What makes us remember some ideas and not others? It's a crucial question in the sales business and one that's explored in-depth in the book, Made to Stick: Why Some Ideas Survive and Others Die
, by brothers Chip Heath and Dan Heath. The Heaths have essentially taken Malcolm Gladwell's notion of "stickiness" and delved into the "whys" behind it: What traits make ideas stick? How are effective ideas constructed? What make some ideas stick and others disappear?
The very definition of stickiness says everything about why you should care about this topic. According to the Heaths, stickiness refers to your ideas being understood, remembered, and having a lasting impact – in short, sticky ideas change your audience's opinion or behavior. In their research – Chip Heath, as a professor of organizational behavior at Stanford University, and Dan Heath, as a consultant to the Aspen Institute and cofounder of Thinkwell – the brothers found that in the hundreds of sticky ideas they pored over, they saw, again and again, the same six principles at work. Principle #1: Simplicity.
What is the essential core of your idea? "To strip an idea down to its core, we must be masters of exclusion," say the Heaths. Or as Bill Clinton's advisors told him in his 1992 campaign, "If you say three things, you don't say anything." Figure out your core message and then figure out how to capture it in a way that is short (no more than a sentence) and thought provoking. Principle #2: Unexpectedness.
Sticky ideas provoke two essential emotions: surprise and interest. Surprise gets
our attention and interest keeps
it. The next time you're meeting with a customer, throw him or her a curve ball. Jolt their attention with something unexpected. Then keep that attention by revealing gaps in the prospect's knowledge and progressively closing those gaps, or by revealing a mystery and walking the prospect through to its solution. Principle #3: Concreteness.
To make your ideas clear and memorable, they must be explained "in terms of human actions and sensory information," say the Heaths. "Naturally sticky ideas are full of concrete images." This is where most business communication goes awry, communicating instead with vague, jargon-laced, language-dense phrases that have no lasting impact. If necessary, use metaphors, similes, and analogies to draw parallels between your ideas and something concrete. Principle #4: Credibility.
"Sticky ideas have to carry their own credentials," say the authors. "We need ways to help people test our ideas for themselves." A brilliant example of this occurred in the sole U.S. presidential debate between Ronald Reagan and Jimmy Carter. Reagan could have cited myriad statistics about the slow economy; instead, he made his point with a single question: "Before you vote, ask yourself if you are better off today than you were four years ago."Principle #5: Emotions.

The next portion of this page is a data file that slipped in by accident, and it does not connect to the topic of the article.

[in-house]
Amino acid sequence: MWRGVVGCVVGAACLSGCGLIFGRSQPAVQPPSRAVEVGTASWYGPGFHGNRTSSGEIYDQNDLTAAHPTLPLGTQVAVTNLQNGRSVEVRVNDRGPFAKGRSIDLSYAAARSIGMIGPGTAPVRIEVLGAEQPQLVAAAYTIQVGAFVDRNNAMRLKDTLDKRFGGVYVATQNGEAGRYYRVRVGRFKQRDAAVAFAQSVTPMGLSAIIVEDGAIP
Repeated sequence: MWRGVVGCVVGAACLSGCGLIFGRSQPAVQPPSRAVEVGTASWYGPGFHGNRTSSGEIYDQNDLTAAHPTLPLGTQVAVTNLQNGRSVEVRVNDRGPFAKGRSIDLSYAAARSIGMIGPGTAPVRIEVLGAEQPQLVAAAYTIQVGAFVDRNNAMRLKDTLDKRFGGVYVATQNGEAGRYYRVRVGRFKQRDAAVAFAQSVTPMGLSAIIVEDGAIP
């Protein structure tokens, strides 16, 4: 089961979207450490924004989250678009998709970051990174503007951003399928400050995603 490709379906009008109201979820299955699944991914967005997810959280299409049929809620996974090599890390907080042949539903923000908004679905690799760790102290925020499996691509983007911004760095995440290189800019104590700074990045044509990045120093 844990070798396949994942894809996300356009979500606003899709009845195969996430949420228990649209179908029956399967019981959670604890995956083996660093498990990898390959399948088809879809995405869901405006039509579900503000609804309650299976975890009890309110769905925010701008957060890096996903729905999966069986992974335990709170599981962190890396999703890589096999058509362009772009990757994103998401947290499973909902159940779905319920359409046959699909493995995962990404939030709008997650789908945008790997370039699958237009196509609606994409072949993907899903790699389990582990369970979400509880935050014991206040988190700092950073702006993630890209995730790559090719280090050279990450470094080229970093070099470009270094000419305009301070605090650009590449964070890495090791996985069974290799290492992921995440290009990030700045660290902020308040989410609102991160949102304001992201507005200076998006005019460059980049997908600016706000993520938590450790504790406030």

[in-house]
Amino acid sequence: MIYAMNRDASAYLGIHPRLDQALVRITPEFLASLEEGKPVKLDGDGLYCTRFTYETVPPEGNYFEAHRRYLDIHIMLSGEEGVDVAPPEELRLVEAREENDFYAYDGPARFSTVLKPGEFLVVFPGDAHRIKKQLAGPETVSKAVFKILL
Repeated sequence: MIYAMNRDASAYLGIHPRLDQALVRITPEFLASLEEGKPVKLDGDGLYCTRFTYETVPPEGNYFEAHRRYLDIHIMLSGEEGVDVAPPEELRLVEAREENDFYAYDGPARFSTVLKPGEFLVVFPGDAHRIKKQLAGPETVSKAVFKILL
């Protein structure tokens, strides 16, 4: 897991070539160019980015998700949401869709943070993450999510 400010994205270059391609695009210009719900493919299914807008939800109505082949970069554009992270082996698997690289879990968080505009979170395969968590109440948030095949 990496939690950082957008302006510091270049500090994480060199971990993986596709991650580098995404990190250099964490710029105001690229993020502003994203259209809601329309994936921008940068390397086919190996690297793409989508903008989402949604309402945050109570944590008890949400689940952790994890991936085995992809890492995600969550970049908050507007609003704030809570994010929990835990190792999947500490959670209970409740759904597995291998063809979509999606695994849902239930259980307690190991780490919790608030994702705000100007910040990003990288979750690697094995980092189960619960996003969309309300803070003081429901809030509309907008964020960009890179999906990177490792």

Sticky ideas cause people to feel something. When the Center for Science in the Public Interest (CSPI) needed to communicate the unhealthiness of movie theater popcorn, they knew that simply stating the popcorn contained 37 grams of saturated fat wouldn't resonate. Instead, CSPI announced, "A medium-sized buttered popcorn at a typical neighborhood movie theater contains more artery-clogging fat than a bacon and eggs breakfast, a Big Mac and fries for lunch, and a steak dinner with all the trimmings – combined!" They had the visuals to go with it and the message hit home. It was picked up by news outlets nationwide and prompted disgusted moviegoers to avoid popcorn in droves – which in turn led to several major theater chains changing the oil in which they cook their popcorn. Principle #6: Stories.
Stories stick. You probably know this already. Weeks or months after a presentation, your audience will have forgotten your mission statement, your company history, and all that data you so painstakingly collected and entered onto your slides. But the stories you told? If they were interesting and relevant, your audience can probably still remember them.
Simple, right? In theory, yes. In fact, you probably already knew many of these principles. But in the trenches of day-to-day selling it’s easy to ignore or forget them. Surprisingly, one of the main reasons this happens is knowledge. Sales professionals sometimes know so much about their product or service they go into a call and wind up trying to share everything they know with the prospect – and none of it sticks. Or, their desire to appear
knowledgeable is so strong they use jargon-laden, multi-syllable words that wind up leaving audiences glassy-eyed.
Whatever the issue, go back to these six principles before your next sales meeting. Figure out a way to communicate your core message using these principles and watch it stick to the customer – and the customer stick to you.